Three years and two court decisions later, a local bus driver is getting her job back.
The city of Gainesville decided Wednesday to accept a judge’s ruling and rehire her as a Regional Transportation Systems bus driver and pay her for the three years worth of income she lost when she was fired, the amount of which is not yet determined.
The Florida First District Court of Appeal ruled last Friday to uphold a 2016 arbitrator’s decision, which is an outside party that officially settles disputes, to rehire Desiree Heyliger, 39, after she claimed she was unfairly fired in 2015.
Heyliger, a former driver of the 120 The Hub to Fraternity Row bus route, was fired after slapping passengers’ hands on two different occasions, one when a woman allegedly waved her bus pass in her face and another when a man allegedly said a rude remark to her.
Gainesville interim city manager Deborah Bowie, who wasn’t working for the city during the time of the termination, said she made the decision to reinstate Heyliger after hearing all the details of the case.
“For many of us, we weren’t here when this happened,” Bowie said. “We needed to go back and understand, how did we get to where we are?”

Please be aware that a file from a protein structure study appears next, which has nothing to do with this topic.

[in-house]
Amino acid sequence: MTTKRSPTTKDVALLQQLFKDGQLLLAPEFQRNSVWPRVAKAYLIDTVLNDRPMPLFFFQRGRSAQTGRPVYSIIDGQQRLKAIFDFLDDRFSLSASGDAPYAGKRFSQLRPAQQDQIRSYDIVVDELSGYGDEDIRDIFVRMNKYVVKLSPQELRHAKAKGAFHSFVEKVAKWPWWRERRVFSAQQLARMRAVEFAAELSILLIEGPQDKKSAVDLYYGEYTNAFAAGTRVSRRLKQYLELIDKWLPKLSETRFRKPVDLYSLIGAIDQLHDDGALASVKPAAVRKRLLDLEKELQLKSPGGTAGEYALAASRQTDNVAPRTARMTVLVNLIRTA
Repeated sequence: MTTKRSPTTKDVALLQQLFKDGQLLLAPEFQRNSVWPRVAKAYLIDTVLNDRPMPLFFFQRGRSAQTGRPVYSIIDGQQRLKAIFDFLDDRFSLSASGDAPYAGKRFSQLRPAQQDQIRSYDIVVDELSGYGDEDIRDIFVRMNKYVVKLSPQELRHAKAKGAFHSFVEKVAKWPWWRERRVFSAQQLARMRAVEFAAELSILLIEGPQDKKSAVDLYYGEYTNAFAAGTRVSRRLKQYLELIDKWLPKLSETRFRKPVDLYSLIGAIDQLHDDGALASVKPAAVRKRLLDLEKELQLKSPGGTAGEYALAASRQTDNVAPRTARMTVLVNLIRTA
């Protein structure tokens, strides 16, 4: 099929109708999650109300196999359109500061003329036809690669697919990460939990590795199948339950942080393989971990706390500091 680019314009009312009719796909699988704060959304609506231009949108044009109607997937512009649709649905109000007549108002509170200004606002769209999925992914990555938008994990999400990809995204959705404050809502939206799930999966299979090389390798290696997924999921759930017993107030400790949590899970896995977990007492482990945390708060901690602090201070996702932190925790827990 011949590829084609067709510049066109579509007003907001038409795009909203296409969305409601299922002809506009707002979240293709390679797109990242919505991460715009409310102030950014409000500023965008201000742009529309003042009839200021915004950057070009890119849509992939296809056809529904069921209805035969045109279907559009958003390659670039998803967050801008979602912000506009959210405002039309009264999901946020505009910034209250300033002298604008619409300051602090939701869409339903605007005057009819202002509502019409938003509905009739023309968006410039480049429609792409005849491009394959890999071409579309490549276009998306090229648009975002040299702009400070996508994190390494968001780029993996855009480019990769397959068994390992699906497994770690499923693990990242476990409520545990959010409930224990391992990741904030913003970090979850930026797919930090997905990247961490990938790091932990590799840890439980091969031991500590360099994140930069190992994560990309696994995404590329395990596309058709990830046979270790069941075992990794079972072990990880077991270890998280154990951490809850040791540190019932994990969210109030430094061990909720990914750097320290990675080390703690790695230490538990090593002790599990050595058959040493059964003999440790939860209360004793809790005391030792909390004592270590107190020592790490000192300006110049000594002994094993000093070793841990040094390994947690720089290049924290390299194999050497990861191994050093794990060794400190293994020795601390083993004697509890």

The validity of her termination was settled by an arbitrator based on the contract between the city and Amalgamated Transportation Union, a labor organization that represents employees in the public transit industry.
The arbitrator ruled the city unfairly fired Heyliger and should reinstate her with back pay.
Instead of accepting the ruling, the city filed a lawsuit against the union.
Bowie said she thought the city originally rejected the arbitrator’s ruling because of the strongly worded nature of the arbitrator’s award.
For the lawsuit, the trial court ruled in the city’s favor reversing the original decision. The union appealed that decision, and the case moved on to the Florida First District Court of Appeal, which decided the arbitrator’s original decision should be upheld.
Bowie said Heyliger’s start date has not yet been decided, but she will be coming back to work as a bus driver for RTS and will go through all the latest training.
“Workplace violence, in general, is an evolving area of training in the American workplace,” Bowie said.
Heyliger declined to comment, but she referred to her lawyer, Eric Lindstrom.
He said there are still some technical things to work out before she can actually go back to work.
“We’re really happy that the city decided to put her back to work,” Lindstrom said. “But we’re not going to celebrate until she’s back on a bus.”
Desiree Heyliger, 39, a former RTS bus driver, might get her job back with three years' worth of back pay after she claimed she was unfairly fired in 2015.